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  • Cited by 41
Cambridge University Press
Online publication date:
July 2017
Print publication year:
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Book description

Building on unique data, this book analyses the efficacy of a prominent climate change mitigation strategy: voluntary programs for sustainable buildings and cities. It evaluates the performance of thirty-five voluntary programs from the global north and south, including certification programs, knowledge networks, and novel forms of financing. The author examines them through the lens of club theory, urban transformation theory, and diffusion of innovations theory. Using qualitative comparative analysis (QCA) the book points out the opportunities and constraints of voluntary programs for decarbonising the built environment, and argues for a transformation of their use in climate change mitigation. The book will appeal to readers interested in sustainable city planning, climate change mitigation, and voluntarism as an alternative governance mechanism for achieving socially and environmentally desirable outcomes. The wide diversity of cases from the global north and south generate new insights, and offers practical guidelines for designing effective programs.


‘In Voluntary programs for sustainable buildings and cities, Jeroen van der Heijden looks critically at the performance of voluntary programs for sustainable development in urban renewal. The analysis, covering 35 programs from six different countries, is conceptually, empirically and methodologically astute. The book should be required reading for students of environmental policy, governance theory, and political economy.'

Jon Pierre - Göteborgs Universitet and University of Melbourne

‘This book offers a rich and highly systematic empirical account of various voluntary programs for sustainable buildings and cities, viewed through a number of different theoretical lenses. It extends well beyond well known cases in Northern Europe to draw fascinating comparisons with new governance practices in Asia, the US and Australia. And it advances rapidly emerging debates on climate governance innovation beyond the UNFCCC. Highly recommended.'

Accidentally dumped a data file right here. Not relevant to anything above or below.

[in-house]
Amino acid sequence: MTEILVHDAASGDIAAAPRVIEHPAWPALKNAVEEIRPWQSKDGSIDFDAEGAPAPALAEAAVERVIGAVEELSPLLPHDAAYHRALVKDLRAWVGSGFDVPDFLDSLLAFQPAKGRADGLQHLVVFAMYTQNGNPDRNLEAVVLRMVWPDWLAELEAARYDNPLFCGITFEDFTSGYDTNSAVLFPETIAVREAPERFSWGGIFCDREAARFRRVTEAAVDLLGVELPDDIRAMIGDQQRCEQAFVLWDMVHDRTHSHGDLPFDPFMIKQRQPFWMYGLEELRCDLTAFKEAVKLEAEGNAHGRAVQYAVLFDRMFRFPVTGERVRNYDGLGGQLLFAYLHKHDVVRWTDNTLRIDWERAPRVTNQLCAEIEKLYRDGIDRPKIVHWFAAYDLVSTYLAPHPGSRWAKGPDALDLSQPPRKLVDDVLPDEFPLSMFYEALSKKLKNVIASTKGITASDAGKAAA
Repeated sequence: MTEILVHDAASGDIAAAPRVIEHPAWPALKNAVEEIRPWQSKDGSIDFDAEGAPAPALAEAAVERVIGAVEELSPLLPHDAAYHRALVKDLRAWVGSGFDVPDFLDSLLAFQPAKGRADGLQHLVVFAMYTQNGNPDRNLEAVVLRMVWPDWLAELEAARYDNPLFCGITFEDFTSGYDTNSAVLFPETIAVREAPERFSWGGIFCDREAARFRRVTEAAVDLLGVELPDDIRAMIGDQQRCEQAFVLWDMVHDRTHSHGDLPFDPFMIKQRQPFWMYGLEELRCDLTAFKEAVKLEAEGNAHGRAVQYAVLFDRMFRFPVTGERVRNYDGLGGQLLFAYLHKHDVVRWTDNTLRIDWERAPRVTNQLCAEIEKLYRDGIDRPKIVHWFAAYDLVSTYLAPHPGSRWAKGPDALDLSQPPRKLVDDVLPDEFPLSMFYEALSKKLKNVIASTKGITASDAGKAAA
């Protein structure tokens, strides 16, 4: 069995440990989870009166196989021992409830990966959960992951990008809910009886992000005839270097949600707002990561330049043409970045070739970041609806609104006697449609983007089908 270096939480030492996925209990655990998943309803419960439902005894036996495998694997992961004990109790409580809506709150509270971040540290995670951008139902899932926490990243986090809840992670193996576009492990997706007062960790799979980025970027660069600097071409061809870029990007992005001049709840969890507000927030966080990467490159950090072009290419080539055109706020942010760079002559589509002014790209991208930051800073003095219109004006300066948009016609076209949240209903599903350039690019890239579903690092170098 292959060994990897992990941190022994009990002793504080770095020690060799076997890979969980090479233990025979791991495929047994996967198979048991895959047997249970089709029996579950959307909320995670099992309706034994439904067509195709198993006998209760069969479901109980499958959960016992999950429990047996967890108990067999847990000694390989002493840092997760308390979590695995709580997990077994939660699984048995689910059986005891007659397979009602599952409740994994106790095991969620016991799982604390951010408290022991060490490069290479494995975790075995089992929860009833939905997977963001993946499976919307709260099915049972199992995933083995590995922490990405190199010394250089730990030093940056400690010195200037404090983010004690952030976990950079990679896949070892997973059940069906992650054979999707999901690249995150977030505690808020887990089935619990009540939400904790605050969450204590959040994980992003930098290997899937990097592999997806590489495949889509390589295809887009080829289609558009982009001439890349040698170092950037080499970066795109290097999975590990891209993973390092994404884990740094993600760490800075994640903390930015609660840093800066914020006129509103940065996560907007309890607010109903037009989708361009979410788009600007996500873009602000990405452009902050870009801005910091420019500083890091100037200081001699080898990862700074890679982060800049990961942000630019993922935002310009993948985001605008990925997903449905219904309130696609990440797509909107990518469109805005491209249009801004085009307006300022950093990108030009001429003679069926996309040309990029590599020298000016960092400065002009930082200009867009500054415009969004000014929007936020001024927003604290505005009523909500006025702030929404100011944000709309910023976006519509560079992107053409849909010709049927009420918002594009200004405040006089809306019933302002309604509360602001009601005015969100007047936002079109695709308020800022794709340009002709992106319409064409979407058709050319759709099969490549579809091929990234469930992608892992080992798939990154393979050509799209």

Andrew Jordan - Tyndall Centre, University of East Anglia

‘Jeroen van der Heijden's book is an innovative and impressive great-leap forward in extending the theory of regulation to areas and issues that were not studied from this point of view before. The scope and depth of the analysis makes it a must read for scholars and practitioners alike.'

David Levi-Faur - Hebrew University of Jerusalem

‘The built environment is a key focus for climate action in cities. Examining a wide range of voluntary programmes for reducing carbon emissions in buildings in Europe, Asia, North America and Australia, this book examines whether promises for action have been achieved in practice. It finds that while the opportunities for action appear plentiful, such schemes may be deluding themselves about the difference that they are making on the ground and the leadership they provide in the sector. A narrow focus on a small segment of the market and the limited ambition of many of the programmes involved has restricted their impact. The overly positive discourse surrounding such schemes, van der Heijden argues, is based on a ‘leadership delusion' that such schemes can provide a beacon for others to follow. … Richly detailed, empirically rigorous and innovative in its design and approach, this book provides an original account of how voluntary forms of climate governance are working in cities in different contexts, providing insight for students and researchers alike and with valuable lessons for the policy process.'

Harriet Bulkeley - University of Durham

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